Malaysia is on the right track in formulating a long-term plan post 2020 to 2040 by launching the Third National Physical Plan themed Towards Building a Resilient and Livable Nation in 2017. However, the Covid-19 pandemic was a shock in context. community vulnerabilities and the need for re -examination of national planning and development strategies.

The most felt challenge was when movement control orders were enforced where the majority of residents especially in big cities were instructed to remain at home. Schools, universities, places of worship, sports complexes and various public places were closed by Covid-19.

WHO recommends methods of quarantine, social incarceration and isolation as important strategies to reduce the spread of the virus. Thus these new norms have to some extent sparked conflicts in the design of existing cities, public parks, plazas, streets, and public spaces.

The most significant impact is in high -density low -cost neighborhoods where the size of the house space is very small and the absence of public space to carry out activities permitted according to the SOP. Many aspects of physical and social planning in urban design need to be re -evaluated by taking into account pandemics or public health problems as one of the important criteria in assessing the context of a community's vulnerability towards achieving national goals that are resilient to various situations.


Bloomberg, a financial, software, data, and media related giant headquartered in New York, USA published the Covid Resilience Ranking on November 24 last year. The assessment ranked Malaysia 29th out of 53 countries selected based on the total gross national product (GDP) rate of more than 200 billion a year.

The result of this achievement is a resilience score that shows the country is the best in dealing with the Covid-19 issue. What is surprising is that Malaysia is ranked 29th, behind the regional countries, namely Vietnam (10th), Singapore (11th), Thailand (15th), Indonesia (19th), and even Bangladesh is in better position on the 24th rung.

The question is, is it true that Malaysia does not deal with Covid-19 as well as regional countries? Based on research done on the methods used by Bloomberg, they do not deny having constraints and lack of accurate data and state there are some countries that alter and manipulate their data to evaluate indicators such as positive case rates or reported mortality rates.

Whether we want to care or not with the Bloomberg publication, there are a few things about the Covid Resilience Ranking that Malaysia can learn to improve national planning and development towards a more resilient society and not just for ranking.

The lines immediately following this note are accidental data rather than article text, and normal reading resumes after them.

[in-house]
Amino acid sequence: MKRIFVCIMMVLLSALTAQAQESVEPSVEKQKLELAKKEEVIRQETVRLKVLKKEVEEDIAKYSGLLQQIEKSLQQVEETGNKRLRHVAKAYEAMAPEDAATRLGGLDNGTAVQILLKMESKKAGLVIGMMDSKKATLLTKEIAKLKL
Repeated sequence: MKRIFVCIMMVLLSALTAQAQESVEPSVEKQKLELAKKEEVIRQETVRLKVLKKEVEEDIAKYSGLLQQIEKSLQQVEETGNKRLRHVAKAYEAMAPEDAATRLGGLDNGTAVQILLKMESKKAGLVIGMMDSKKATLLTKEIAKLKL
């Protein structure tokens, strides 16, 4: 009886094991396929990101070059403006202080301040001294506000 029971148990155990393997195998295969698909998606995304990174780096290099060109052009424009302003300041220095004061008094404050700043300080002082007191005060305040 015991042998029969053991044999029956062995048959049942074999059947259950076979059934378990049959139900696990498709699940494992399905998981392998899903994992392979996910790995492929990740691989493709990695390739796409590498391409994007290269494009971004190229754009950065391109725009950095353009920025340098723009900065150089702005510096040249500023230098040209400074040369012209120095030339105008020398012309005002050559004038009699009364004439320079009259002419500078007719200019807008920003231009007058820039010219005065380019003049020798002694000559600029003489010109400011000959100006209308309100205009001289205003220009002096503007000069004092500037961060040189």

For example, Malaysia is ranked 3 ‘worst’ countries in the ‘Lockdown Severity’ indicator category with 80 scores, followed by Ireland (81 scores), and Chile (82 scores). The indicators used by Bloomberg are based on an index produced by the University of Oxford in which they assess the level of rigor of government policy in restricting the movement of people to control the spread of the epidemic by translating strict movement restrictions as negative indicators in the assessment.

According to their justification, the tighter the control of movement, the more chaotic the situation of the people. Among the justifications given was that the repeated COVID-19 waves over a period of one year caused the movement control method to be considered as not the main option.

In addition, strict movement control also has a negative impact on the mental, social and economic problems of the people such as higher suicide rates in some countries, concerns about the development of children due to school closures and increased rates of hunger and school dropouts among disadvantaged families. . Based on this assessment, Malaysia needs to act proactively in providing a good environment to all levels of society to deal with situations such as the Covid-19 pandemic, especially when it involves movement restrictions.

If people's movement control is best for Malaysia to address issues such as the Covid-19 pandemic, then the government needs to ensure households, especially urban poor communities such as in low-cost housing areas, have access to five basic assets to build resilient communities in the future. come. Such assets include physical assets such as houses, water and electricity supply, internet, social assets such as benefits from social activities/interactions involving communities, institutions, NGOs, financial assets such as salaries, financial assistance, employment resources for livelihood, human resource assets such as knowledge, skills, resilience, and natural resource assets such as urban agriculture that can be a source of income and food, in ensuring that people's ability to adapt then recovers or may change for the better when faced with the context of vulnerability such as this pandemic .

Dr. Nor Azlina Abu Bakar

Department of Architecture,
Faculty of Design and Architecture, 
Universiti Putra Malaysia

Date of Input: 26/04/2021 | Updated: 26/04/2021 | arizy


Universiti Putra Malaysia
43400 UPM Serdang
Selangor Darul Ehsan